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10 Steps to Excel With the Power of Persuasion

10 Steps to Excel With the Power of Persuasion

There are a number of persuasion steps you have to implement in order to get someone to see your side of things, even/especially when it’s not necessarily in their best interest to. Everything from timing to approach to preparation is key for your success in an argument or debate. Here are ten persuasion steps you should always keep in mind.

1. Pick the right environment

You don’t want to try to persuade someone in a place they’re not already comfortable. One of the first persuasion steps is always to carefully choose when and where you’re going to have your debate. The best place is somewhere the person you’re persuading feels like he has the home field advantage, like their actual home, because they’ll feel less pressured. To determine the best time to persuade, pay attention to the person’s mood swings on a typical day and pick a period where their mood is on the upswing.

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2. Start subtle

Don’t launch into an intense argument right off the bat. Rather, ease into it so that the person you’re persuading doesn’t immediately tune your words out. You might even want to start a conversation about an entirely different topic and gently nudge the subject in the right direction. The ideal scenario is when the person you’re trying to persuade thinks that they’re the one that brought the subject up.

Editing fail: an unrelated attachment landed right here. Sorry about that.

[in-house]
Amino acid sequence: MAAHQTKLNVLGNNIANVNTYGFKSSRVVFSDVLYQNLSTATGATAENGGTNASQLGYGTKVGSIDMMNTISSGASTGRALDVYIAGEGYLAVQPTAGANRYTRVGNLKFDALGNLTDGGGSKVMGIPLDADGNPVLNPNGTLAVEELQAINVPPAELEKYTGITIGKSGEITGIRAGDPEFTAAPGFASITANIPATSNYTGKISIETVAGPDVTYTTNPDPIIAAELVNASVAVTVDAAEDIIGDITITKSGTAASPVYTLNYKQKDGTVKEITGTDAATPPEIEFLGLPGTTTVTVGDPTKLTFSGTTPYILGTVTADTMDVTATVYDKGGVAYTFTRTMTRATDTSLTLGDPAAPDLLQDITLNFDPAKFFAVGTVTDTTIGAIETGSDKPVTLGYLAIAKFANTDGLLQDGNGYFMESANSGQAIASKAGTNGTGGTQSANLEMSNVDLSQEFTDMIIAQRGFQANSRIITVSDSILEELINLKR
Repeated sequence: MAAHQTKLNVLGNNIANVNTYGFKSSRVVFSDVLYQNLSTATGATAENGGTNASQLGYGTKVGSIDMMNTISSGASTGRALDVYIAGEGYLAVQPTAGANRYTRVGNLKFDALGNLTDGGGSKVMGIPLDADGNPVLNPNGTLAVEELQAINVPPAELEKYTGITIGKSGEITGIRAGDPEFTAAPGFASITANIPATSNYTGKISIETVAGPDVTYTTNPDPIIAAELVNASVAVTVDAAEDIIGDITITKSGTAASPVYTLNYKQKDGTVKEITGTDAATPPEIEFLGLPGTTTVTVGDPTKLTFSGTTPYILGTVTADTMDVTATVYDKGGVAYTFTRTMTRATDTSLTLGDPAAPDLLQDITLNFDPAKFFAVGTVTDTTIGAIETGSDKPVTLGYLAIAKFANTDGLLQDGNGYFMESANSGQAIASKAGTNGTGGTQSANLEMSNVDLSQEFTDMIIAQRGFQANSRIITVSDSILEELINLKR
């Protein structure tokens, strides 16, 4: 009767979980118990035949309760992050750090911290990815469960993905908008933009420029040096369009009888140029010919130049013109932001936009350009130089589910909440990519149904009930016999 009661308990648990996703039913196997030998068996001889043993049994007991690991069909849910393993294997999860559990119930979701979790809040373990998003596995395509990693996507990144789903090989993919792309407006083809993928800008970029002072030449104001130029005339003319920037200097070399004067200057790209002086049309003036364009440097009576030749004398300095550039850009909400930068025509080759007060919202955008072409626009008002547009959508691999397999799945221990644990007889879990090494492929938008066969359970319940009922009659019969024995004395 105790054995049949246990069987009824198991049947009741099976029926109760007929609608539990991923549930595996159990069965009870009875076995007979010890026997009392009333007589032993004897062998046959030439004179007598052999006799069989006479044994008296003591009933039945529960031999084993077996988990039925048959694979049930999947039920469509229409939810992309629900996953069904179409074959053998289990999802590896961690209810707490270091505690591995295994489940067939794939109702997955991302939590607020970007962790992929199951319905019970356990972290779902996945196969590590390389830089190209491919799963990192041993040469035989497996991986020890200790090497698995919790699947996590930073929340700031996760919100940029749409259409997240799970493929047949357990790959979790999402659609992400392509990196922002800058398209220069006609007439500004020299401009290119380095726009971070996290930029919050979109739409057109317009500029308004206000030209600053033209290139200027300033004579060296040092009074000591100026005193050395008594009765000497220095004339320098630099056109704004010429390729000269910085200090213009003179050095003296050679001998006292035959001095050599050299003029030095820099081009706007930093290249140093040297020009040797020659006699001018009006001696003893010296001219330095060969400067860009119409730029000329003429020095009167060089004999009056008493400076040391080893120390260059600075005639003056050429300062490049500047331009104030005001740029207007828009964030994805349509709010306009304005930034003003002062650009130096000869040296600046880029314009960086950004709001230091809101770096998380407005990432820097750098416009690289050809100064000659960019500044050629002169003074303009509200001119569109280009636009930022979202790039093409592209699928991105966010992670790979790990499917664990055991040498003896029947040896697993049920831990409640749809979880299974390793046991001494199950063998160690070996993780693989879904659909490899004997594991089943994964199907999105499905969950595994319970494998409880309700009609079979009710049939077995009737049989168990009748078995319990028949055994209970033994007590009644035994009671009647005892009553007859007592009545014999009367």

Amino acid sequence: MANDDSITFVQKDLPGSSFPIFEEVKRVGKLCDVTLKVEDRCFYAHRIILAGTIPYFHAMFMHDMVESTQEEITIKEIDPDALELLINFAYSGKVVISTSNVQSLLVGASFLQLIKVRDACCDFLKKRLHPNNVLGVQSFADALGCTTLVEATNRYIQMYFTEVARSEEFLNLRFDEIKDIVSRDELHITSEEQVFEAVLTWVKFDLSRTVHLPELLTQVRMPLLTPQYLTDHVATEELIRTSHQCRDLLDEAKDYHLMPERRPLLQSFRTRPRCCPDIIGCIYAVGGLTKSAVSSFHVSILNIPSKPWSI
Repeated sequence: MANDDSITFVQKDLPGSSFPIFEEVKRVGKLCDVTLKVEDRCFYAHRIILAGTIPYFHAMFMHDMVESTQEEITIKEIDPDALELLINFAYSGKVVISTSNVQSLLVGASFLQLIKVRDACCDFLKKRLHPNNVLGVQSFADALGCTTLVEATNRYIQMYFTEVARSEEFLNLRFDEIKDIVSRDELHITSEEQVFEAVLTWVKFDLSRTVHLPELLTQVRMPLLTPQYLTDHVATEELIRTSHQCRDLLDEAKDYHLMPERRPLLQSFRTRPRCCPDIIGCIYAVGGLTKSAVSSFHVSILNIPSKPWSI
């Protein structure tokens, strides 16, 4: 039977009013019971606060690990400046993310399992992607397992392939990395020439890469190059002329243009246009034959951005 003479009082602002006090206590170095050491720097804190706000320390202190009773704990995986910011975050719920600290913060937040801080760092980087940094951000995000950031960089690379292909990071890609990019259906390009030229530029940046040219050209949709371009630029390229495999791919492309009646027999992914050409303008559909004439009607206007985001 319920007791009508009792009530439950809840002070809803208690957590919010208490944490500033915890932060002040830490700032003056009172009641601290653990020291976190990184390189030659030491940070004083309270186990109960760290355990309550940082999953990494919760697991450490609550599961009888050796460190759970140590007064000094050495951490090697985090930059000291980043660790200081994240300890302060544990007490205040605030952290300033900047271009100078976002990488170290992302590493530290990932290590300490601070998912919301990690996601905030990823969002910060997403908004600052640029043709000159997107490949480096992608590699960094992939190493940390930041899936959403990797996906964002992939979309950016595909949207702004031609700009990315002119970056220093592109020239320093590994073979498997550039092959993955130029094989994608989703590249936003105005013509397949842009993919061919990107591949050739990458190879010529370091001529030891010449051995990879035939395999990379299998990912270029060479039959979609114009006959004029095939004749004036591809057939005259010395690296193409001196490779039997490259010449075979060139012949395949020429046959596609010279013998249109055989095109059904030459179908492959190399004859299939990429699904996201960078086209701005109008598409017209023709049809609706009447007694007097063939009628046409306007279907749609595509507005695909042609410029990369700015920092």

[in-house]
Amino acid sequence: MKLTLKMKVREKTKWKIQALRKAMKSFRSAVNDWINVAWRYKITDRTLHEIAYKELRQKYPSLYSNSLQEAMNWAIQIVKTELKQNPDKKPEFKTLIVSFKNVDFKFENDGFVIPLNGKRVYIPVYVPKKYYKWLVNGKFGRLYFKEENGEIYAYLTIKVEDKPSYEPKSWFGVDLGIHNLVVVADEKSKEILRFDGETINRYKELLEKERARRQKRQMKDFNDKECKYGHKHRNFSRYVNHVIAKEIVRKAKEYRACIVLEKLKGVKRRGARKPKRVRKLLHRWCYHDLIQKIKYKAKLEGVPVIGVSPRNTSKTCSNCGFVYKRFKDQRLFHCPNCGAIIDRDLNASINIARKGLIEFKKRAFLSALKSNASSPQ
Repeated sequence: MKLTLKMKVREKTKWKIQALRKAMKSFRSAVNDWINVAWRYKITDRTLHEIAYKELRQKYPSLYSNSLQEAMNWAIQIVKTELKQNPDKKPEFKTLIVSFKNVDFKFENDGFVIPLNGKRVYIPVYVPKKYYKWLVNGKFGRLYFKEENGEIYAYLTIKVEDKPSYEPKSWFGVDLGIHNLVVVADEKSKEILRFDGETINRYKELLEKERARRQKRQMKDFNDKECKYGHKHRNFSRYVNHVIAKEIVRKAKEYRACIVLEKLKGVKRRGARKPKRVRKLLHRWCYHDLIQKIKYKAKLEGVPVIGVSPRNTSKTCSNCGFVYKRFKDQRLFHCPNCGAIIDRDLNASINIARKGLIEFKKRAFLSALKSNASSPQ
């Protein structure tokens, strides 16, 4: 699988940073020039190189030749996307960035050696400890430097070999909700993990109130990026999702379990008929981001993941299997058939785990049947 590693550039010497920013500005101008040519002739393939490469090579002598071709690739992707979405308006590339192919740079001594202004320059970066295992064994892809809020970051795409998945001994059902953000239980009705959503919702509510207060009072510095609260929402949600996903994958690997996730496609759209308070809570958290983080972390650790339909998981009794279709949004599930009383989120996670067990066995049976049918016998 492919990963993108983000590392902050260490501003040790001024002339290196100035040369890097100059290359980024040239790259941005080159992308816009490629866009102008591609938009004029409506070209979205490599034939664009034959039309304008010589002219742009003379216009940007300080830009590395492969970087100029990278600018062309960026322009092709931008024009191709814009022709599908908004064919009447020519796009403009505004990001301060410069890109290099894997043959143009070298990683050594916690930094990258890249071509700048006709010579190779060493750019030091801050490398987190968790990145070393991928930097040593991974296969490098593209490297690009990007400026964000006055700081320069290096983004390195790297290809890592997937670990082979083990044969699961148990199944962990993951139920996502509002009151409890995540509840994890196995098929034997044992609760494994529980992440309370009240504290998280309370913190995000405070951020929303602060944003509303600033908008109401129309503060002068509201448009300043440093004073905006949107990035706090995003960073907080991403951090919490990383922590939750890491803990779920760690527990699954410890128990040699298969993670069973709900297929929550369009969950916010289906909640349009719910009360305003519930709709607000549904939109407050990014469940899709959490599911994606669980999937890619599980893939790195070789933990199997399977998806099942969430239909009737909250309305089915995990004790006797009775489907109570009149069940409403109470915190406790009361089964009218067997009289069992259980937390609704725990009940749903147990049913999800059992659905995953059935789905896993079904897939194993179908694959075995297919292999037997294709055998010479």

3. Display confidence

Richard Nixon won the 1960 Presidential Debates according to people who listened on the radio, but John F. Kennedy was the clear winner to everyone with a television set because he looked confident, not sweating profusely like Nixon. If your debate is over the phone then you don’t have to worry about persuasion steps like this, but most persuasions are achieved in-person, so you need to act confident in your mannerisms and body language. Another big part of displaying confidence is actually being confidant, which is why you absolute need to…

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4. Be prepared

Don’t try to persuade someone without knowing exactly how you’re going to go about it. If you’re trying to persuade someone to side with you politically, you can research facts and statistics to prove your point. If you’re persuading somebody to do something against their nature, look in advance for reasons that your suggestion is a sensible option for them. The rest of these persuasion steps will get you almost nowhere if you’re not already properly prepared for your verbal sparring match.

5. Predict counter-arguments

Don’t just limit preparation to opening statements. Think very carefully about the arguments your opponent will make in response to yours and plan accordingly. If you’re defending someone, for example, consider what the other person doesn’t like about who you’re defending and know in advance how to respond to those complaints.

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6. Consider their needs